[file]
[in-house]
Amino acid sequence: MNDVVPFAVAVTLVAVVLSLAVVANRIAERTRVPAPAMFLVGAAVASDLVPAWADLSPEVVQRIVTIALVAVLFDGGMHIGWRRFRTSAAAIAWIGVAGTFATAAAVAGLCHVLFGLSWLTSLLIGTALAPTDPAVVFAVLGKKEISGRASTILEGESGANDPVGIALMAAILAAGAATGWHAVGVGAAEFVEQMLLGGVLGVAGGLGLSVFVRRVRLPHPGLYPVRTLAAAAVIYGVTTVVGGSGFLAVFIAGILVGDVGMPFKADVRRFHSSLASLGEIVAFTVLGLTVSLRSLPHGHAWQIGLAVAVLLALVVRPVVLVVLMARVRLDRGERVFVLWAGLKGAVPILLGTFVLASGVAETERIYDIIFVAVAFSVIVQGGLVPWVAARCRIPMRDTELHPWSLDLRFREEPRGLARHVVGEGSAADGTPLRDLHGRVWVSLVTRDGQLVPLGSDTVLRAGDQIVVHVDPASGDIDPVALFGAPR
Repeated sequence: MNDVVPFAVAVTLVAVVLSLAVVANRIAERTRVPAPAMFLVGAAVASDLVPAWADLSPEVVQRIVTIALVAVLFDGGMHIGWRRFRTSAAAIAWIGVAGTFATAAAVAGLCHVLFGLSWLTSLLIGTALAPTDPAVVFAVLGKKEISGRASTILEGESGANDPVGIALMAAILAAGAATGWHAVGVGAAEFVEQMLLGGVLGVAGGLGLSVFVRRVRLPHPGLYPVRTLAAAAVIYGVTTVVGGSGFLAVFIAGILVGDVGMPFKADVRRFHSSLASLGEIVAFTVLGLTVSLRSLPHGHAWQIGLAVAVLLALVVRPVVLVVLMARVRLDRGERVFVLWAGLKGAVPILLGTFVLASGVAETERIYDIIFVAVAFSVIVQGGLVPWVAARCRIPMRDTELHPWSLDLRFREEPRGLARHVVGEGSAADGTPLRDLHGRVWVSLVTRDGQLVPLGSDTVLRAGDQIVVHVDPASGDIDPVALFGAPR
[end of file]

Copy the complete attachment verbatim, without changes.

[in-house]
Amino acid sequence: MNDVVPFAVAVTLVAVVLSLAVVANRIAERTRVPAPAMFLVGAAVASDLVPAWADLSPEVVQRIVTIALVAVLFDGGMHIGWRRFRTSAAAIAWIGVAGTFATAAAVAGLCHVLFGLSWLTSLLIGTALAPTDPAVVFAVLGKKEISGRASTILEGESGANDPVGIALMAAILAAGAATGWHAVGVGAAEFVEQMLLGGVLGVAGGLGLSVFVRRVRLPHPGLYPVRTLAAAAVIYGVTTVVGGSGFLAVFIAGILVGDVGMPFKADVRRFHSSLASLGEIVAFTVLGLTVSLRSLPHGHAWQIGLAVAVLLALVVRPVVLVVLMARVRLDRGERVFVLWAGLKGAVPILLGTFVLASGVAETERIYDIIFVAVAFSVIVQGGLVPWVAARCRIPMRDTELHPWSLDLRFREEPRGLARHVVGEGSAADGTPLRDLHGRVWVSLVTRDGQLVPLGSDTVLRAGDQIVVHVDPASGDIDPVALFGAPR
Repeated sequence: MNDVVPFAVAVTLVAVVLSLAVVANRIAERTRVPAPAMFLVGAAVASDLVPAWADLSPEVVQRIVTIALVAVLFDGGMHIGWRRFRTSAAAIAWIGVAGTFATAAAVAGLCHVLFGLSWLTSLLIGTALAPTDPAVVFAVLGKKEISGRASTILEGESGANDPVGIALMAAILAAGAATGWHAVGVGAAEFVEQMLLGGVLGVAGGLGLSVFVRRVRLPHPGLYPVRTLAAAAVIYGVTTVVGGSGFLAVFIAGILVGDVGMPFKADVRRFHSSLASLGEIVAFTVLGLTVSLRSLPHGHAWQIGLAVAVLLALVVRPVVLVVLMARVRLDRGERVFVLWAGLKGAVPILLGTFVLASGVAETERIYDIIFVAVAFSVIVQGGLVPWVAARCRIPMRDTELHPWSLDLRFREEPRGLARHVVGEGSAADGTPLRDLHGRVWVSLVTRDGQLVPLGSDTVLRAGDQIVVHVDPASGDIDPVALFGAPR